The New Forest boat-builder behind Sir Ben Ainslie's bid to bring home the America's Cup
SIR Ben Ainslie is perfectly placed in the fight to become the first British team to win the America’s Cup – and a Hythe boat builder has played no small part in that success.
Sir Ben’s Ineos Team UK beat fellow challenger Luna Rossa in Auckland last weekend to register a perfect five wins from five races and become the first finalist in the Prada Cup.
The winner of the cup will go on to challenge holders Team New Zealand for sport’s oldest trophy, the America’s Cup.
But it was made possible thanks to world-renowned boat builder and professional yachtsman Jason Carrington and his Hythe-based boatyard.
The Carrington Boats Ltd (CBL) team in Hythe builds some of the finest composite yachts for the world’s most challenging races.
Carrington, who went to Lymington Junior School and Priestlands, said: “Being responsible for building a boat to hopefully win Britain its first America’s Cup gives me a feeling of both excitement and anxiety, as these boats are staggeringly light yet have to carry enormous loads.
“Any America’s Cup campaign is a huge undertaking, and the boat is just one piece of the cake. Team Ineos UK are a fantastic team to work with, of course, me and the whole team here at CBL are immensely proud to have played a part and are grateful for the opportunity.
“We very much feel like part of the team and are very conscious of all the history around the America’s Cup; it is very exciting to be involved.”
Carrington grew up in Lymington before becoming the first apprentice at the famous Green Marine, known as one of the world’s first carbon raceboat builders. The family business, established in Lymington in 1982, was relocated to Hythe in 2010 before the company went into liquidation in 2017.
After Green Marine’s closure, Carrington opened Carrington Boats Ltd (CBL) with Lawrie Smith and Phil Hutchinson, who also have close links locally.
Accomplished sailor Carrington has competed in four editions of the Whitbread and Volvo Ocean Race between 1993 and 2006.
Boatbuilding and being on the water is in Carrington’s blood. His father owned Lymington boatyard Bridge Boat and Crane, and his mother owned The Water Rat, which ferried passengers on Lymington River.
Britannia is helmed by Sir Ben, a four-time Olympic gold medallist and America’s Cup winner who was made the first-ever freeman of Lymington and Pennington after the London 2012 Olympics. He is joined on board by fellow Olympic gold medallist Giles Scott and Lymington’s Richard Mason.
Britannia made its inauspicious competitive racing debut at the World Series in December, suffering from mechanical issues before retiring from the second race. However, those issues appear to be firmly behind the team.
Carrington added: “It is important to point out that all teams will have good days and bad days, it is impossible to put into words how challenging, and complicated these boats are to build, commission and maintain, small changes or updates can make a big difference.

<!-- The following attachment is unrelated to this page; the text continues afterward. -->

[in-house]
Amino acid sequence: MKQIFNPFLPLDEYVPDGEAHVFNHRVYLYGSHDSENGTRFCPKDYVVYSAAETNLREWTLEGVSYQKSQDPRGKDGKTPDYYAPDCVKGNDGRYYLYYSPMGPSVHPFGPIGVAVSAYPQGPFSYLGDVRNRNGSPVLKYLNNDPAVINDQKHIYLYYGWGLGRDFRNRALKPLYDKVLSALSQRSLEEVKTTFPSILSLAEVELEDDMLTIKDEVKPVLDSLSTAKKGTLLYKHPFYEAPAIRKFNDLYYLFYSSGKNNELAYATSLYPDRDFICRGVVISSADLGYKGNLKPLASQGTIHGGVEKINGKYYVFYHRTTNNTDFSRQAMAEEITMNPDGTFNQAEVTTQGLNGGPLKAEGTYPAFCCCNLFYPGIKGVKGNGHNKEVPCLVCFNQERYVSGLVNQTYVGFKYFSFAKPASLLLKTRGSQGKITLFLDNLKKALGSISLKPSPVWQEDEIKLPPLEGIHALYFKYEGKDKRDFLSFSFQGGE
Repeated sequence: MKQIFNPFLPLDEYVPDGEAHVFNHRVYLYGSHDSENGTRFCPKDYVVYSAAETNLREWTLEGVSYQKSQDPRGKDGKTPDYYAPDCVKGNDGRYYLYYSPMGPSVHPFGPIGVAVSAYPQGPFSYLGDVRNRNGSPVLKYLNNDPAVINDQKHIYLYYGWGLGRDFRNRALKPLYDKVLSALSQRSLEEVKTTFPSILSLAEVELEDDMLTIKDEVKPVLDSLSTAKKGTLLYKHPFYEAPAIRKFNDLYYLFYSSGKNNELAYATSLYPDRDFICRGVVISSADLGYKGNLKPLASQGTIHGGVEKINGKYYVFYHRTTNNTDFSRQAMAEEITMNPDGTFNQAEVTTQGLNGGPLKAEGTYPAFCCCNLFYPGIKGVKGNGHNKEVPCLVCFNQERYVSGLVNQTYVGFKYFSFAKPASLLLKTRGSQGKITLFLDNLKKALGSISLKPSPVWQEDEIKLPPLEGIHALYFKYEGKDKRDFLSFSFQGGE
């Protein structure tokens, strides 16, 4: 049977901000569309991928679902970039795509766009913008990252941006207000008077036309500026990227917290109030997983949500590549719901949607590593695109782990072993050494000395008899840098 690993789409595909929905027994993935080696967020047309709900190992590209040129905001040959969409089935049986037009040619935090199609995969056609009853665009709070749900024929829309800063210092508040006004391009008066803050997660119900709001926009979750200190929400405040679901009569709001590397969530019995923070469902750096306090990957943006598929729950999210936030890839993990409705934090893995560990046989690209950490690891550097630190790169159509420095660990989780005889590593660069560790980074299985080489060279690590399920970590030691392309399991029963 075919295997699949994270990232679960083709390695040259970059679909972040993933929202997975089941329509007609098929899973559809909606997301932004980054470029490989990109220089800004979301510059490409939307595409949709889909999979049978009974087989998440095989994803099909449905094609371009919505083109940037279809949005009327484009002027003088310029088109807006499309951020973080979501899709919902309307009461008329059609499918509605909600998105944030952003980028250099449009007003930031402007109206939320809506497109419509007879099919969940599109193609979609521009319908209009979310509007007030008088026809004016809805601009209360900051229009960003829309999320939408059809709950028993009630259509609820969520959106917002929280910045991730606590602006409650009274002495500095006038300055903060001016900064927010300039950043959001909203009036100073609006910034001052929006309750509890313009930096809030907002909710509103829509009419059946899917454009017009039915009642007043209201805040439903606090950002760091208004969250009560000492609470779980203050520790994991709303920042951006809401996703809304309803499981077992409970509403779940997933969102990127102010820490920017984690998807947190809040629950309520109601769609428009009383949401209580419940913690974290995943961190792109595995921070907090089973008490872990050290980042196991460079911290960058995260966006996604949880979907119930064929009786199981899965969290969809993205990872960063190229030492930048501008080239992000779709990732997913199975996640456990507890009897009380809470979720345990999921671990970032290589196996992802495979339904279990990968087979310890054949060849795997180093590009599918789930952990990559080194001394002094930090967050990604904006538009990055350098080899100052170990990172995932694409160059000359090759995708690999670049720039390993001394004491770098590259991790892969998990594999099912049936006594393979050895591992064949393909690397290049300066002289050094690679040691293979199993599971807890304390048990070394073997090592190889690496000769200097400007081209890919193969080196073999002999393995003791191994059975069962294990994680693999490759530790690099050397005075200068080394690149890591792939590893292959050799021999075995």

“The America’s Cup is very much a development race, and you simply can’t stand still. It was brilliant to see the team go well, but I am very conscious that there will be ups and downs along the way, you have to take the rough with the smooth and make sure we enjoy the smooth.”
The hugely challenging task of building such a complex vessel was made all the more complicated due to the recent pandemic. Although CBL did not have to close it doors, it did so to keep staff safe. This meant the team lost two weeks of construction time.
“When the first lockdown came in March, we had a team of 50 people working around the clock, and we were up against an extremely tight schedule with a delivery date we simply had to achieve,” said Carrington.
“We came back after two weeks with Covid safety measures in place. The team deserves huge credit for managing to claw back the time and deliver the boat on the original delivery date, as each boat takes around 50,000 hours to complete the composite structure with a build time of seven months.”
CBL has a core team of 20, but that can grow to as many as 60 during its busiest times. The majority of the workforce comes from Lymington, New Milton and the surrounding area.
Ineos Team UK is backed by New Forest billionaire, Ineos founder and chairman Sir Jim Ratcliffe, who said at Britannia’s christening: “The America’s Cup is a magnificent competition with an extraordinary history. I believe that for one of the first times in British history, we are going to arrive at the start line with a truly competitive boat.
“As the song goes, “Britannia rules the waves”, and we are all extremely hopeful that the team will finish by ruling the waves in Auckland and bringing the cup back home for the first time in its history.”
The Prada Cup semi-final, between Luna Rossa and New York Yacht Club’s American Magic – which was seriously damaged during racing earlier this month – will take place over seven rounds from 29th January to 2nd February. After racing early this morning (Friday, UK time), Luna Rossa is 2-0 up.
The winner will then take on Ineos Team UK in the best-of-13 final from 13th to 22nd February.
The victor will face off against Emirates Team New Zealand, again in a best-of-13 series, 6th to 15th March.
The America’s Cup was first awarded in 1851 by the Royal Yacht Squadron for a race around the Isle of Wight. Then called the RYS £100 Cup, it was won by the schooner America, after which the trophy was subsequently named
It was held by the New York Yacht Club from 1857 until 1983 when it was beaten by Australia’s Royal Perth Yacht Club. Clubs from New Zealand, Switzerland and the US have won it since.